The ability to read an audience by paying attention to both verbal and non-verbal cues is based on an understanding of typical behaviors. I am not an expert on autism, but I do know that people with autism often behave in ways that do not conform to traditional behavioral norms. Their behavior is simply different, and it can’t be read using typical behavior as a baseline. This is what makes it difficult to start ‘cold’ with people with autism. I have led programs for special needs classes, special needs organizations, and group homes, and until recently I had never done Pre Visits. I have always met the group like I would have any other. Where most students that are typically developing are comfortable by the middle of a visit, some individuals with special needs did not feel comfortable until the end, if they got comfortable at all.

Through the pilot program and partnership, we included Pre Visits with every class. We met with each class for about fifteen minutes, and in that time we got to know the students, the students got to know us, and we introduced the students to SECCA, the exhibition, and museum expectations using a social story. The value of a Pre Visit became immediately apparent. In one of the pre-kindergarten classes, some students began to cry and showed signs of anxiety when we waked in the room. By the end of our visit, a student who was in tears when I walked in the room had taken me by the hand to show me around her classroom. Responses varied from student to student, but through the Pre Visits we established a shared foundation of comfort with the students. A foundation that carried over to their SECCA visits, eliminating the need to start ‘cold’ and opening more time to explore, experience, and make art.

 

It’s Not Just You, It’s Meby Jen Brown (Oleniczak)

I haven’t always been a fan of the Pre Visit. So much of what I believe in with improv-based education is the idea of focusing on the current moment – maintaining a presence in the here and now to honestly react and respond to that here and now. Initially, it seemed a bit contradictory to have a Pre Visit with that mentality. The ‘secret’ I’ve discovered after doing a lot of Pre Visits through multiple organizations, including The Engaging Educator, is: the Pre Visit is as much for me as it is for the students.

As one of the people that initiated this partnership, I was insistent on the aspect of a Pre Visit. Modeling the program after the Guggenheim for All program, I saw a lot of success in getting the students ‘ready’ for their visit to the museum, as well as preparing the teachers with expectations. As an educator that has worked with students on the autism spectrum, as well as an improv advocate, my mentality behind the Pre Visit need was simple: while when you’ve worked with one person with autism, you’ve worked with one person with autism, and people are different every moment, it’s imperative to understand individuals where they feel comfortable and where they don’t. Yes, every child would be different. Yes, we were going to roll with it and be flexible and connect to the moment – but spontaneity? NOPE.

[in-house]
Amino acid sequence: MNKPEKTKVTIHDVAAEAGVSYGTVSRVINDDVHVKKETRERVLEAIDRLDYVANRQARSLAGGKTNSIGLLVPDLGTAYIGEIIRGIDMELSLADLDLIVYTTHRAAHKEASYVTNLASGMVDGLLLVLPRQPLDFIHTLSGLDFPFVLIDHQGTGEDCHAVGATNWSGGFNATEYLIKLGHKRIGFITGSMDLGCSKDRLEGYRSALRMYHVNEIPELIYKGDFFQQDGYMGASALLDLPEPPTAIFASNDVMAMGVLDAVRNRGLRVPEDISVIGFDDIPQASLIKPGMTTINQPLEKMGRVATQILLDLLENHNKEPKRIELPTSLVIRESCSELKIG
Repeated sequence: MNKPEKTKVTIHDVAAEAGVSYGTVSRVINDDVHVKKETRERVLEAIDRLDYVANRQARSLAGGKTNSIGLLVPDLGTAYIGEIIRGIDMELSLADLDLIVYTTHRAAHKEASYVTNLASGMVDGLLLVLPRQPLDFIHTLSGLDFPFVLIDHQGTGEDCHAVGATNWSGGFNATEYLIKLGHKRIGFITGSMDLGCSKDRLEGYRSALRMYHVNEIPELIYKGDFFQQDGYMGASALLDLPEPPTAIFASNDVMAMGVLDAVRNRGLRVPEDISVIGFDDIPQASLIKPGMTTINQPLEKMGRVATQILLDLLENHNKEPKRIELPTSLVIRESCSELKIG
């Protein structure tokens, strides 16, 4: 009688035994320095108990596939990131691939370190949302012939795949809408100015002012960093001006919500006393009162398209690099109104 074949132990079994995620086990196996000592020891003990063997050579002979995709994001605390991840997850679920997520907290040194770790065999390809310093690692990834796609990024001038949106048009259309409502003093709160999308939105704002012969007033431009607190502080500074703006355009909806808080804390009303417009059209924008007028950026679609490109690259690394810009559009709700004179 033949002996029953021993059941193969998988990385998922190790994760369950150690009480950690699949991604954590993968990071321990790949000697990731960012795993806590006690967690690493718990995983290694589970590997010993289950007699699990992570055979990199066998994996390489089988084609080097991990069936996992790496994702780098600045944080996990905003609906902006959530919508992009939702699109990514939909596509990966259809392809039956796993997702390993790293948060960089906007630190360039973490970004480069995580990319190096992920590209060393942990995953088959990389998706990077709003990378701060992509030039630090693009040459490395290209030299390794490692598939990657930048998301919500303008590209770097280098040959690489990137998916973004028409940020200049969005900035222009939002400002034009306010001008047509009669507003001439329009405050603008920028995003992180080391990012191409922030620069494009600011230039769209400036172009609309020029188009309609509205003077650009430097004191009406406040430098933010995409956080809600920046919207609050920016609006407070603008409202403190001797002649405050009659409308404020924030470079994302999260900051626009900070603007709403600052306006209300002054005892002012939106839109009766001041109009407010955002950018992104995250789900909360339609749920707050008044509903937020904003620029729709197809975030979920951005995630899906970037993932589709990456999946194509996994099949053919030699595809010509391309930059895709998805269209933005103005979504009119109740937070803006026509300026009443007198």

Now is a good moment to dispel a misconception about me as an educator. I plan. A LOT. I over plan. A LOT. The reason I over plan? So I can be flexible within a great big structure I’ve planned for myself, scrap things when necessary, pivot on a dime, and connect to the people in front of me. That’s improv.

Back to the Pre Visit – by going into the students’ classrooms, a space where they understand expectations, rules, and interactions, we could see how they connected with those consistent expectations, rules, and space. We could see that the high school class was VERY responsive to the prompts given to them, that the elementary class moved around a lot and like to hold our hands, and that the kindergarten class loved counting. We noticed the wanderers and the ways the teachers interacted with the students by saying, “follow the leader” to line up and the student’s attention span.

Yes, the students got to know us. Absolutely, they heard the social story, learned the expectations, practiced a ‘museum walk,’ and touched samples that would also be at the museum. We got to tailor and inform where we met the kids because of the Pre Visit. We were able to connect with them at a completely different level and prepare with more than just the teacher information (which is so valuable! Never stop doing this, teachers!)

There is an improv and storytelling principle of “starting in the middle” – essentially you get more accomplished by starting in the center of a conversation versus using time with exposition. The same happens with a Pre Visit – instead of using time to assess the group, you have a baseline. You can begin in the middle, and fine-tune the plan based on the individual moment of that student – the student you already have a relationship with. And how much better is that museum visit when you’ve increased your structure – when you’ve over planned for things, thought of possibilities, different directions, and prepared properly for anything? That’s where my flexibility as an educator comes in. Not from an “anything goes” attitude, but a larger structure to move around in. And a Pre Vist built into a special needs program, specifically one for students on the autism spectrum, makes my structure even larger, and my flexibility even smoother.


Have you had success with a Pre Visit program, or working with students on the autism spectrum? Share your comments, challenges, or best practices.

About the Authors